Newspaper article The Christian Science Monitor

Make It, Test It, Try It: Invention ; A Farmer Invented a Machine That Turns Straw into Building Panels. Why Didn't We Think of That?

Newspaper article The Christian Science Monitor

Make It, Test It, Try It: Invention ; A Farmer Invented a Machine That Turns Straw into Building Panels. Why Didn't We Think of That?

Article excerpt

It sounds like something that might have been useful to the Three Little Pigs. Fans of the popular children's story will recall how the first little pig built a house out of straw, only to have it toppled by the huffing and puffing of a big, bad wolf.

It's a shame that little pig didn't live next door to David Ward. He has invented a machine that processes straw into a very sturdy building material.

He calls his invention the Strawjet, and it was named Invention of the Year in the Modern Marvels Invent Now Challenge.

The Strawjet is "a cross between a hay bailer and a sewing machine," Mr. Ward says. It's attached to the back of a tractor and dragged through a field cutting, scooping up, and bundling together dried grasses.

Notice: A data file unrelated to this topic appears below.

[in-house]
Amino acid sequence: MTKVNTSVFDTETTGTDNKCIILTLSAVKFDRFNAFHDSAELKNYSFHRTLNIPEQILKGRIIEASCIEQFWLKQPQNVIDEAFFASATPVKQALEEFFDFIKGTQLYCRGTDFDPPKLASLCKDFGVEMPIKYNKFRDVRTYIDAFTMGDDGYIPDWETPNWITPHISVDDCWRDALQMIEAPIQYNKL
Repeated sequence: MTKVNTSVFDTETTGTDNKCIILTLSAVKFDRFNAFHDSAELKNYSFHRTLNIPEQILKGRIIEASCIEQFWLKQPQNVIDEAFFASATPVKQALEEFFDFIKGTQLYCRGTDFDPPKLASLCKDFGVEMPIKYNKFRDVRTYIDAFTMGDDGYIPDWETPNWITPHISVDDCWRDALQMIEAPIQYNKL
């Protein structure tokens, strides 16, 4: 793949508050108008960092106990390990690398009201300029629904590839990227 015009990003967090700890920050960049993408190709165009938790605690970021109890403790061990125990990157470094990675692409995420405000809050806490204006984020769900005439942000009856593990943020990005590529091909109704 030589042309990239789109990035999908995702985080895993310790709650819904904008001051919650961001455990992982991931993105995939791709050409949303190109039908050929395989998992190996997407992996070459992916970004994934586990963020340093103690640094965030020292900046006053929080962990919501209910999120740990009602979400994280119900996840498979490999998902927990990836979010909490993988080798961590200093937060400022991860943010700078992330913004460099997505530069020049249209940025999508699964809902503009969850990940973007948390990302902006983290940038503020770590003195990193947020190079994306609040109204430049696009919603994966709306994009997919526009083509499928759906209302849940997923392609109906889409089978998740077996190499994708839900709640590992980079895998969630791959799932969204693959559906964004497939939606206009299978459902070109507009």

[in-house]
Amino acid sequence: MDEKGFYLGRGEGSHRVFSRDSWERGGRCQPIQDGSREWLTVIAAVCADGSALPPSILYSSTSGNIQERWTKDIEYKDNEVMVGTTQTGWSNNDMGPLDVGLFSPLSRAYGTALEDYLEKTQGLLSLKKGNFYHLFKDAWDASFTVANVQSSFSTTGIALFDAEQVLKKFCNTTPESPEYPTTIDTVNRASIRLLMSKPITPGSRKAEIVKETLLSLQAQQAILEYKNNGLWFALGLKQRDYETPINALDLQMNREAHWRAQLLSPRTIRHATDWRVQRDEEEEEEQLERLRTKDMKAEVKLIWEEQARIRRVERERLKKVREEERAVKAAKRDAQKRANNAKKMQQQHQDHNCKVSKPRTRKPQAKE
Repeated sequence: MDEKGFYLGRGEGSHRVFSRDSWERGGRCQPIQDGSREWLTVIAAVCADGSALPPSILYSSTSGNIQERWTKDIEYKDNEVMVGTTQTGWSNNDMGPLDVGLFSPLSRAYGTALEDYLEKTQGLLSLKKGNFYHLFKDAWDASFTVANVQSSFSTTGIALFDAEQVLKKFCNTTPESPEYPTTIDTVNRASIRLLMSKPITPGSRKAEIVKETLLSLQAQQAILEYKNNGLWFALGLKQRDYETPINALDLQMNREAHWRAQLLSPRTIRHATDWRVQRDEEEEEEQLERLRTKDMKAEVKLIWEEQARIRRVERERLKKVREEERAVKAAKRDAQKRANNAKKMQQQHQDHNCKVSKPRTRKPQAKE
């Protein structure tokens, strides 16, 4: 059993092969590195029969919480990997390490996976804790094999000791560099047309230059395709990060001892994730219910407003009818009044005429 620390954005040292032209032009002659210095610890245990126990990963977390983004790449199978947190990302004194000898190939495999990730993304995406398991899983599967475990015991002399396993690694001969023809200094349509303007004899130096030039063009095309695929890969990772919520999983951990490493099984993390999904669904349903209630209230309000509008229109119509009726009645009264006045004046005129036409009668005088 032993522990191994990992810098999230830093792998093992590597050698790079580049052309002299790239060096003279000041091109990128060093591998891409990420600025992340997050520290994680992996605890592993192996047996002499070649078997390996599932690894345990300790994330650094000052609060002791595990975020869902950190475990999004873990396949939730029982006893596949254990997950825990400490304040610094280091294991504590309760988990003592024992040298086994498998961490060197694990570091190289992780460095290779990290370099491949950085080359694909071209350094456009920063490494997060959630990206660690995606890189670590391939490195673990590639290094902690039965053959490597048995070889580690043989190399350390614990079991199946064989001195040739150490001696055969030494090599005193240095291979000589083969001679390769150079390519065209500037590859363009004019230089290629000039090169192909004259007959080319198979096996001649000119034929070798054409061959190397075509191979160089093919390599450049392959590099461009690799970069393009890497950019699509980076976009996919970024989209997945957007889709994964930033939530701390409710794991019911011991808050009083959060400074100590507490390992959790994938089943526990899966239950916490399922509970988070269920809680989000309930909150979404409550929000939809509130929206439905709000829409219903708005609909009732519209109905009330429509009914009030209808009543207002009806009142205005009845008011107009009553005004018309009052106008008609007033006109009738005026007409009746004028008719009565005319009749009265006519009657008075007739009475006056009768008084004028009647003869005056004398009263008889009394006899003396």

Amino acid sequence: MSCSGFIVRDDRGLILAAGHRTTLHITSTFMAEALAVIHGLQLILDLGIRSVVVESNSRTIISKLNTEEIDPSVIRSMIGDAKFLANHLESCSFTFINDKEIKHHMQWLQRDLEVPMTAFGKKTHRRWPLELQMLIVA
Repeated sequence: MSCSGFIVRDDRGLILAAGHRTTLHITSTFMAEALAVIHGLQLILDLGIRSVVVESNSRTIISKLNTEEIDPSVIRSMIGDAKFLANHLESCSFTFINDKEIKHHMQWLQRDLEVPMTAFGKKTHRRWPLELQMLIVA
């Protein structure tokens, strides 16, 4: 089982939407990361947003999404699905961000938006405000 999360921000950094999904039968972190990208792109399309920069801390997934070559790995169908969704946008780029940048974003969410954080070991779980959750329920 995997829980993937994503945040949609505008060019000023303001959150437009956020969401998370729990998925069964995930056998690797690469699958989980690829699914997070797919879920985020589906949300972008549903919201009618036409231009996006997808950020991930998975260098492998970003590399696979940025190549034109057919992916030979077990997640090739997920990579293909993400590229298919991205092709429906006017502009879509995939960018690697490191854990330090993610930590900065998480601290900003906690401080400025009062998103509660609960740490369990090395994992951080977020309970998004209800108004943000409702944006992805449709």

Ward's machine turns wheat, flax, sunflower, and other plants into a mat that, when covered with mud or cement, can be used to make inexpensive walls and roofs for buildings.

Paint and glue can be applied to make the panels airtight and waterproof, thus preventing rotting and other damage.

Ward got the idea for his invention more than 15 years ago while harvesting crops on his farm. He started looking into nontoxic building materials as an earth-friendly construction alternative to wood.

Straw was the perfect solution. That's because straw has been used for thousands of years as a building material for huts and small dwellings. Straw also is a good insulator, and "it's abundant," says Ward, "particularly in third-world countries."

It's in developing countries such as Afghanistan that Ward would like to see his machine put to use. It could provide a building system for making shelters strong enough to withstand bad weather and earthquakes, he says. And yes, it could even withstand the "huffing and puffing" of a big, bad wolf.

The Strawjet wasn't easy to make. The parts Ward needed weren't available, so he had to manufacture his own. "That's where the 15 years went," he says with a bit of a chuckle. "I can't tell you how many times I thought, 'This is never going to work.' "

One time last summer, for instance, Ward and some of his friends were having difficulty getting the Strawjet to operate. …

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